The paper will have five parts. Here's the penultimate part.
IV. The End of Liberalism
Liberalism is a philosophy of limited government and political rights. As such, as a theory, it would seem that Peak Oil would have little necessary impact upon its viability. However, liberalism has also been deeply premised upon economic growth and the expansion of human dominion over nature, a prospect that is placed in considerable doubt by the arrival of Peak Oil. A fundamental question arises: whether liberalism has been necessarily dependent upon the presumption of growth and mastery, or whether those prospects are detachable from the theory of limited government and political rights.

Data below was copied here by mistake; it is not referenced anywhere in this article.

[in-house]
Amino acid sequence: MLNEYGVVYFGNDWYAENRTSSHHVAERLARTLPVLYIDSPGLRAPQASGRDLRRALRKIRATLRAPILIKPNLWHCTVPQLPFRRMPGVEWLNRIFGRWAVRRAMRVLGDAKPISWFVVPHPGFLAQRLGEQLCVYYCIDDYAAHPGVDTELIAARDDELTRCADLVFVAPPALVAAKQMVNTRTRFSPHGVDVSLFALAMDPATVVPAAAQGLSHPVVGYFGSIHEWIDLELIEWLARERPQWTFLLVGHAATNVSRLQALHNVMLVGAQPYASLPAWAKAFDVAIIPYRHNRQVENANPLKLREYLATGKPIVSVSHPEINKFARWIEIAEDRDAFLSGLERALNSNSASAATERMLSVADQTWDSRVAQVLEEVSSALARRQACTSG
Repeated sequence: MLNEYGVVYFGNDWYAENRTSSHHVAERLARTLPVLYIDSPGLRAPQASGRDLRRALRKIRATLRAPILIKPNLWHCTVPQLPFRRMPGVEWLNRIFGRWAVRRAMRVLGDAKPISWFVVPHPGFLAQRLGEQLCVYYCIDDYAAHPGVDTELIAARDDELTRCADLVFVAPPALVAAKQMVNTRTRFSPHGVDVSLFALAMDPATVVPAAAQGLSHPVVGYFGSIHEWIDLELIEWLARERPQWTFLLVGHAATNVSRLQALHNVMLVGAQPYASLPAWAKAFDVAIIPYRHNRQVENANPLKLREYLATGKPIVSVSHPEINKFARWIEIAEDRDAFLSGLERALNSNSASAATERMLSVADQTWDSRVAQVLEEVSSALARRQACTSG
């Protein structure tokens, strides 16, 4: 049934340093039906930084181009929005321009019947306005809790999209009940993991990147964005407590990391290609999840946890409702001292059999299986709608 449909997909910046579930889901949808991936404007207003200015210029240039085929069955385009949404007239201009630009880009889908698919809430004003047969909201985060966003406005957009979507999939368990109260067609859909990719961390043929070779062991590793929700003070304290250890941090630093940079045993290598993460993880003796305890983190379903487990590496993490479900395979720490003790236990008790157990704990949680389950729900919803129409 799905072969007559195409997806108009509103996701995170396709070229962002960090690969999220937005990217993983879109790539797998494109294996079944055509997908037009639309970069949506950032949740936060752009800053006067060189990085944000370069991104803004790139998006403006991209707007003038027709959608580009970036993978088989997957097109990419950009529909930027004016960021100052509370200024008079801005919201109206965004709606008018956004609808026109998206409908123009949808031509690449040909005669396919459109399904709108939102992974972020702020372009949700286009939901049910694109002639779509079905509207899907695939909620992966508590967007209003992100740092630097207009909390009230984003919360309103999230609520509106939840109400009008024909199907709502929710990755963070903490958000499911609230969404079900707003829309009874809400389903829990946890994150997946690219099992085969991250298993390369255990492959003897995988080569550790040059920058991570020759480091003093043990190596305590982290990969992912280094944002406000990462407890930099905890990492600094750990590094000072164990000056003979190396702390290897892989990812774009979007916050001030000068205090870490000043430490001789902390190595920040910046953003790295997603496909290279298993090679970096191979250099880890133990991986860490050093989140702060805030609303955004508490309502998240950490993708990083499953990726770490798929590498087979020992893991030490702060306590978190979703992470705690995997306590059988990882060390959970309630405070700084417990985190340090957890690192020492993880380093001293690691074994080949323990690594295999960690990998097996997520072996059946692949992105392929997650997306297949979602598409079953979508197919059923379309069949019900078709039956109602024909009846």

Before turning to this harder question, first it should be stated that liberalism in its modern incarnation seems unlikely to survive. In its modern form – “progressive” or “radical” liberalism, premised especially upon a goal of radical human autonomy and liberty – liberalism is based far more explicitly upon the expansion of the modern project of mastery of nature and economic growth in extensive ways it rarely acknowledges. The liberal goal of individual autonomy – the liberation from oppressive limitations in the form of locality, custom, “given” circumstance, etc., are likely to be increasingly revealed as resting profoundly upon the oil platform – as much, if not more, than the success of the modern economy. While tending not to think of autonomy in these terms, nevertheless its basis upon open opportunity, liberation from circumstance, and extensive mobility, all can be seen in this light as deriving from the unparalleled wealth and liberty provided by our one-time use of the world’s fossil fuel reserves. Various iterations of this form of autonomy, including lifestyle choice, “self-creation” or Emersonian “self-reliance,” expressionist individualism, widespread irony indicating a studied distance from society’s norms, technologically-based personal expression (e.g., in the form of internet identities), and – perhaps most alarmingly to some – feminism in the form of liberation from the drudgery of the household and localities and easy entry into the mainstream economy, are potentially all in danger of extinction as the age of oil comes to a close. A future in which communal demands and local identification becomes far more prevalent suggest a fundamental redefinition of human identity away from a “liberationist” ethic and toward one of communal solidarity (in, perhaps, the most positive-sounding form of the likely change) or (to take the negative case) loss of individual liberty and the oppressive inescapability of folkways and circumstance. A form of Stoicism – that philosophy overturned by modernity, as initiated by Machiavelli – is likely to stage a comeback in the post-oil age, albeit not without first witnessing the expression of frustration, consternation, and rage against the loss of liberty once enjoyed by modern peoples.